Journal of Teacher Education

Journal of Teacher Education CoverThe Journal of Teacher Education (JTE), the official journal of AACTE, has been a leading voice in the field of teacher preparation for more than 65 years and is one of the most widely read professional journals in the field. JTE's five peer-reviewed issues per volume year contain thematic and general interest articles as well as editorials and commentaries. Its content focuses on policy, practice, and research that contribute to teacher preparation as a field of inquiry along numerous themes, including accreditation, assessment and evaluation, extended programs, teacher educators, student teaching, and others.

For details about manuscript submission, subscriptions, and advertising, visit the journal's web site at http://journals.sagepub.com/home/jte. Supplemental material such as author interviews and editorial highlights can be found in the “JTE Insider” blog maintained by the editorial team.

About the JTE Editorial Team

In January 2015, AACTE named Michigan State University's College of Education as the incoming editorial host of the Journal of Teacher Education. Commencing with Volume 67, Issue 1 (January/February 2016), the journal is led by a team of three coeditors—Dorinda Carter Andrews, Robert Floden, and Gail Richmond—and five associate editors—Tonya Bartell, Corey Drake, Cynthia Okolo, Django Paris, and Kristy Cooper Stein. The team is supported by Assistant Editor David Stroupe and Graduate Assistants Bernadette Castillo and Eli Kean.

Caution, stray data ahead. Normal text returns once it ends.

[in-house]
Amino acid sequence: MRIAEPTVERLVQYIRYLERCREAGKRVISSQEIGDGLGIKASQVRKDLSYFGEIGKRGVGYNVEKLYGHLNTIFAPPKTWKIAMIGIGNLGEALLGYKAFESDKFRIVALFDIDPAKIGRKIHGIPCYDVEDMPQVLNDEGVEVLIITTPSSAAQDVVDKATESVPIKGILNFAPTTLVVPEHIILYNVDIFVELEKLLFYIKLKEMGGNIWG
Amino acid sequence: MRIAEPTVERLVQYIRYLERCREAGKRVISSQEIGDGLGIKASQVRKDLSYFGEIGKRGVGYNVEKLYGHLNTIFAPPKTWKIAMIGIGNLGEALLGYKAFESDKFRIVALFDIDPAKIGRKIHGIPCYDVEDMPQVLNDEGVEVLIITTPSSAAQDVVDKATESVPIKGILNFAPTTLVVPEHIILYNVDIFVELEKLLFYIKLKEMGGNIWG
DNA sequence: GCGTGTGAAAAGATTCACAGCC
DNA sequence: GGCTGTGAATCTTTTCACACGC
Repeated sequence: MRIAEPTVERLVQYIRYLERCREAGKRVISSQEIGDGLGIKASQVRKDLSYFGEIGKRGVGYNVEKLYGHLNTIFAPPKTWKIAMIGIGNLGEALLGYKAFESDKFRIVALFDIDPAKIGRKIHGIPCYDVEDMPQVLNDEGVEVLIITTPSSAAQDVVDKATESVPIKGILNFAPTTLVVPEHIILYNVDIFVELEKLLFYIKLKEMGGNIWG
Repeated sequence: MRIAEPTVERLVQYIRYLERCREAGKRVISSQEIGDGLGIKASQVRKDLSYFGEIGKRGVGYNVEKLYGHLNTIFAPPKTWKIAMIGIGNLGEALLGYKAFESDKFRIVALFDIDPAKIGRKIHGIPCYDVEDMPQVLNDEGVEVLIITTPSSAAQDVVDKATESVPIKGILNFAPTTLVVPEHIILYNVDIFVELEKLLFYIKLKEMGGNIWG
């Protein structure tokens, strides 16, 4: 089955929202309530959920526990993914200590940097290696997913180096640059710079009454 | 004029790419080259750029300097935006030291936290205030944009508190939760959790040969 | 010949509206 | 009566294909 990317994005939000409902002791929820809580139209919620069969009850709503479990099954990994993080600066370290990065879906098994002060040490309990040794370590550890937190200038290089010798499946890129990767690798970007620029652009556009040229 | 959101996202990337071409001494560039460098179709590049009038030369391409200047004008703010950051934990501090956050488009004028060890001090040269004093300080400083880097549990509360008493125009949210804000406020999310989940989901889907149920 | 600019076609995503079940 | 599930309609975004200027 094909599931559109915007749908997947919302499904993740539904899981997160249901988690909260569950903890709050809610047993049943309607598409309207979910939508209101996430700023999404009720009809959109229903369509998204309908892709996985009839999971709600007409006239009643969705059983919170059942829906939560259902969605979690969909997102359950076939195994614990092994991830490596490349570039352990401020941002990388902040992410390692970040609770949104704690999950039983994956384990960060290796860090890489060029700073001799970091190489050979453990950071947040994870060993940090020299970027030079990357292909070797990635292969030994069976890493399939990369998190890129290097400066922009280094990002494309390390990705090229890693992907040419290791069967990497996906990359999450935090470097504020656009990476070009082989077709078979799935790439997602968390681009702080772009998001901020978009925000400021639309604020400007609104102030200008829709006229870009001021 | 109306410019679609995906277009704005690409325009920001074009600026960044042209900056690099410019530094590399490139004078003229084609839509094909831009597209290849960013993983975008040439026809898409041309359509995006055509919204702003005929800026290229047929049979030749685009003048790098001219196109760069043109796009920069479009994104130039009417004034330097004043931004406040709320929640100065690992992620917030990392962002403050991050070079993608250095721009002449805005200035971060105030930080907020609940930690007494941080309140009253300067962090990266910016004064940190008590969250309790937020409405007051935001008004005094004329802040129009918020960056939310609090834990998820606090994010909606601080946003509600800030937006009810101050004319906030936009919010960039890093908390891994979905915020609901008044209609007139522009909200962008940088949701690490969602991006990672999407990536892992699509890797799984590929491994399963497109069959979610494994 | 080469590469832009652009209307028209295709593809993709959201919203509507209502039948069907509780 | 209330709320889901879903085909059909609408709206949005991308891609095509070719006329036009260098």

Coeditors

Dorinda Carter Andrews
Robert Floden
Gail Richmond

Associate Editors

Tonya Bartell
Corey Drake
Cynthia Okolo
Django Paris
Kristy Cooper Stein

Assistant Editor

David Stroupe

Graduate Assistants

Bernadette Castillo
Eli Kean

Contact the editors by e-mail at This email address is being protected from spambots. You need JavaScript enabled to view it. and at Journal of Teacher Education, 134 Erickson Hall,
College of Education, Michigan State University, East Lansing, MI 48824-1034. E-mail is their preferred method of communication.